POLICE have said they fear copy cats could try to wreak havoc with further bomb hoaxes.

Sussex Police said last night they were still hunting the hoaxer who forced hundreds of people to take shelter for five hours on Sunday night.

Both police and The Grand insisted that the anonymous call to the hotel had to be taken serious and that the decision to close off a square mile of the city centre was not taken lightly.

The force said it could not disclose any further details about its security measures following the bomb scare as concerns turned to the Labour party conference which starts next Sunday.

A force spokesman said: “Hoax threats are very infrequent and as a general rule we seek to avoid publicity for them as it can have the effect of encouraging other such calls.

“We ask news media to consider where possible not publicising them for that reason, and we are grateful for any such voluntary co-operation.

“However, there can be occasions on which the nature of the emergency services response that is required, and the disruption caused, can make publicity unavoidable.

“Each incident is assessed on its individual merits, and procedures are followed, working with other emergency services and the occupants of the premises involved, adapted to the circumstances.

“The decision to evacuate is a matter for the management of the site, but police and other emergency services will give advice based on professional experience and knowledge, and will work with the management to resolve the situation.

“The Brighton Centre was evacuated not because it was the alleged target but because it shares an adjoining wall with the hotel, and could potentially have been affected in the event of an explosion.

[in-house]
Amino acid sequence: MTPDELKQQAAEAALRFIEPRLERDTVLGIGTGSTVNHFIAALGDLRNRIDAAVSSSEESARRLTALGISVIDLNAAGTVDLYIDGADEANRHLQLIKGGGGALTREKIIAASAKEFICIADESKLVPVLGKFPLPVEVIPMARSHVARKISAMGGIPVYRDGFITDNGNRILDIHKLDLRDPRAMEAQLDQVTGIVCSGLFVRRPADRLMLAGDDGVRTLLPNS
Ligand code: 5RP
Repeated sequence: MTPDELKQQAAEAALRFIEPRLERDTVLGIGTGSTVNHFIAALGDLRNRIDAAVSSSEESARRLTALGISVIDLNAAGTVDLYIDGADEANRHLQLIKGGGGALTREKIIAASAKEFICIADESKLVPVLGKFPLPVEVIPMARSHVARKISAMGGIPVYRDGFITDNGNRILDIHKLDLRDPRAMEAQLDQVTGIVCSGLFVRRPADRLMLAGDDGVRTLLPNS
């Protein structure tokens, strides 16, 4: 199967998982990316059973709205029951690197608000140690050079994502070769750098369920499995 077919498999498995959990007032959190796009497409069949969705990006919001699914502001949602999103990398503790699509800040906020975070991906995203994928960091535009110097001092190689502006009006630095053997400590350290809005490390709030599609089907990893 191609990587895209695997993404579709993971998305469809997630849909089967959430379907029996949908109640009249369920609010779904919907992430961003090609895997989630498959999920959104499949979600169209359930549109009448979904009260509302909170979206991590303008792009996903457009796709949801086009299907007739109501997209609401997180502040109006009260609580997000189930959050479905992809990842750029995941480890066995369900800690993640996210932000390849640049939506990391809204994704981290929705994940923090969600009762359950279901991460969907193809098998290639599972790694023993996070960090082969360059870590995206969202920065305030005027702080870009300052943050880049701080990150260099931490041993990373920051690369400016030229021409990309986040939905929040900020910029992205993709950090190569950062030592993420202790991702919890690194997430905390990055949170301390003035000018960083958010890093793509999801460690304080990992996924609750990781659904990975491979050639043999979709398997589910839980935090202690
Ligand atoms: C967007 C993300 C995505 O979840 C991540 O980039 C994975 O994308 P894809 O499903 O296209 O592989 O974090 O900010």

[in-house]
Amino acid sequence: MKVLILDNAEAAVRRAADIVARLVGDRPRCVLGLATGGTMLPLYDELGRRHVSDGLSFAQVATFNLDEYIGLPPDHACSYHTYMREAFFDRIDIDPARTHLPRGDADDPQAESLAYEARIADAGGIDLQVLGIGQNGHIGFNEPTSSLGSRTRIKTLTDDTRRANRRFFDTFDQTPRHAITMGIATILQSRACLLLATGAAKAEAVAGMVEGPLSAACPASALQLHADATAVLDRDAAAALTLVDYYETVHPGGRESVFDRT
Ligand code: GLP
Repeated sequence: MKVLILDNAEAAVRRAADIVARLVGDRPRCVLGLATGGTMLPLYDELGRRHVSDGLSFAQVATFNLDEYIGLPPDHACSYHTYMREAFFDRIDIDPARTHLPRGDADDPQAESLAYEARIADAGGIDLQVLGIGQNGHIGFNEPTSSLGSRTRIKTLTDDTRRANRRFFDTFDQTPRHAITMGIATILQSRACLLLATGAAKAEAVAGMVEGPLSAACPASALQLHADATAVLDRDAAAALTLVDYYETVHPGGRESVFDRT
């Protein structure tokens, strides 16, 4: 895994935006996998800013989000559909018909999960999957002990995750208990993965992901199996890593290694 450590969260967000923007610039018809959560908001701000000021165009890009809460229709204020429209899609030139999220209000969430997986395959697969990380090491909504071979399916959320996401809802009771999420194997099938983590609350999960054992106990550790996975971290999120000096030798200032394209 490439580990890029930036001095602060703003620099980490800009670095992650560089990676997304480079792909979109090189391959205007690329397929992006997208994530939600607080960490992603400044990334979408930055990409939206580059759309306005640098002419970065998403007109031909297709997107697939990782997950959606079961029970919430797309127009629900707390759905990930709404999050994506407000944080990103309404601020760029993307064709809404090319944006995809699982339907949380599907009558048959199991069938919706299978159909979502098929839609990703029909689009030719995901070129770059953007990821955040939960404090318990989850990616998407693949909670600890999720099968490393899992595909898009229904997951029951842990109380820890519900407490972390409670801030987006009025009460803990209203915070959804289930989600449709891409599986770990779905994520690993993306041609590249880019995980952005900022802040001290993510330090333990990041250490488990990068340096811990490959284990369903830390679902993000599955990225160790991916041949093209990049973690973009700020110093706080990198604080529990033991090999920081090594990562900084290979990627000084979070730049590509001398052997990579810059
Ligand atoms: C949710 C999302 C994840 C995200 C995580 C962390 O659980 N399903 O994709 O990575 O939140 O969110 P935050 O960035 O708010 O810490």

“Security measures are kept under regular review but we do not discuss the detail of planning for individual events or sites.

“In this case we worked closely with the management of the affected premises throughout and we are very appreciative of their professional and measured response.”

Grand general manager Andrew Mosley said it was the “right thing” to evacuate the hotel.

He said: “The safety of our customers is paramount.

“Above all else that’s the number one most paramount important thing.

“We did the right thing.

“We reopened between 9.30pm and 10pm and Monday has been business as usual.

“I am extremely proud of my team, the entire team who were on duty.

“We had to take the steps we took. It was definitely the right call, of course it was. And I think most people would agree with me on that.

“With events like the Labour party conference police will dictate arrangements and we will work closely with them.

“Our internal practices are also pretty robust and we review them regularly to make sure they are right. “I think Sunday showed they are.”

Chief Superintendent Lisa Bell said: “A comprehensive criminal investigation is underway to trace the person responsible for the call. Certain lines of enquiry are being actively followed.”


TWELVE hours on from the bomb scare, Brighton seafront could not have been more different.

On Sunday night an eerie silence fell on the city centre – just the sound of police tape flapping in the wind as hundreds waited anxiously.

Police, conference delegates, people scurrying home from a day’s shopping on Sunday evening left the city centre in virtual silence.